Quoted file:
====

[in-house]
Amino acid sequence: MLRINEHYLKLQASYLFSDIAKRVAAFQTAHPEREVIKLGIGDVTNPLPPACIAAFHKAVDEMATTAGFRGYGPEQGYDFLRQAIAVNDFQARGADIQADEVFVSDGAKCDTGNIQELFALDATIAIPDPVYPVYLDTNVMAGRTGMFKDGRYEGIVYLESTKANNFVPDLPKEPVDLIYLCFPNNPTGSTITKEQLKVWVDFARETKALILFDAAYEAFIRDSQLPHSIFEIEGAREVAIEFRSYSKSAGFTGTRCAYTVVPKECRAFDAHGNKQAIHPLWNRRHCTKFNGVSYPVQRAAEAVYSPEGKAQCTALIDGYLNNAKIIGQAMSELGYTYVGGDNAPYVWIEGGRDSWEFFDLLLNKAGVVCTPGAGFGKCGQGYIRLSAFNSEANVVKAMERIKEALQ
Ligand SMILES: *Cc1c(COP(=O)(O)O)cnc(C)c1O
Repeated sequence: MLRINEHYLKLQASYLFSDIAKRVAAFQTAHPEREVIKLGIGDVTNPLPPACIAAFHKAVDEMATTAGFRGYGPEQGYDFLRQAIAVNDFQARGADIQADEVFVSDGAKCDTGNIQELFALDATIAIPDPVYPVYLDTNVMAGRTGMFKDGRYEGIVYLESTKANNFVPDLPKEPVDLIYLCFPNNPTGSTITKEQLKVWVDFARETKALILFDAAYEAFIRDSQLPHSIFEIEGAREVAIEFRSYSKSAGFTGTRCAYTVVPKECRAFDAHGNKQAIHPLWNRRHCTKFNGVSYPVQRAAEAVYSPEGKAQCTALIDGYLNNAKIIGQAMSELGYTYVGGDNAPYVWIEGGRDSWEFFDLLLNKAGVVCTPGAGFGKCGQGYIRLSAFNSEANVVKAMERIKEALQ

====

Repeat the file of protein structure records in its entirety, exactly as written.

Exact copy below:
[in-house]
Amino acid sequence: MLRINEHYLKLQASYLFSDIAKRVAAFQTAHPEREVIKLGIGDVTNPLPPACIAAFHKAVDEMATTAGFRGYGPEQGYDFLRQAIAVNDFQARGADIQADEVFVSDGAKCDTGNIQELFALDATIAIPDPVYPVYLDTNVMAGRTGMFKDGRYEGIVYLESTKANNFVPDLPKEPVDLIYLCFPNNPTGSTITKEQLKVWVDFARETKALILFDAAYEAFIRDSQLPHSIFEIEGAREVAIEFRSYSKSAGFTGTRCAYTVVPKECRAFDAHGNKQAIHPLWNRRHCTKFNGVSYPVQRAAEAVYSPEGKAQCTALIDGYLNNAKIIGQAMSELGYTYVGGDNAPYVWIEGGRDSWEFFDLLLNKAGVVCTPGAGFGKCGQGYIRLSAFNSEANVVKAMERIKEALQ
Ligand SMILES: *Cc1c(COP(=O)(O)O)cnc(C)c1O
Repeated sequence: MLRINEHYLKLQASYLFSDIAKRVAAFQTAHPEREVIKLGIGDVTNPLPPACIAAFHKAVDEMATTAGFRGYGPEQGYDFLRQAIAVNDFQARGADIQADEVFVSDGAKCDTGNIQELFALDATIAIPDPVYPVYLDTNVMAGRTGMFKDGRYEGIVYLESTKANNFVPDLPKEPVDLIYLCFPNNPTGSTITKEQLKVWVDFARETKALILFDAAYEAFIRDSQLPHSIFEIEGAREVAIEFRSYSKSAGFTGTRCAYTVVPKECRAFDAHGNKQAIHPLWNRRHCTKFNGVSYPVQRAAEAVYSPEGKAQCTALIDGYLNNAKIIGQAMSELGYTYVGGDNAPYVWIEGGRDSWEFFDLLLNKAGVVCTPGAGFGKCGQGYIRLSAFNSEANVVKAMERIKEALQ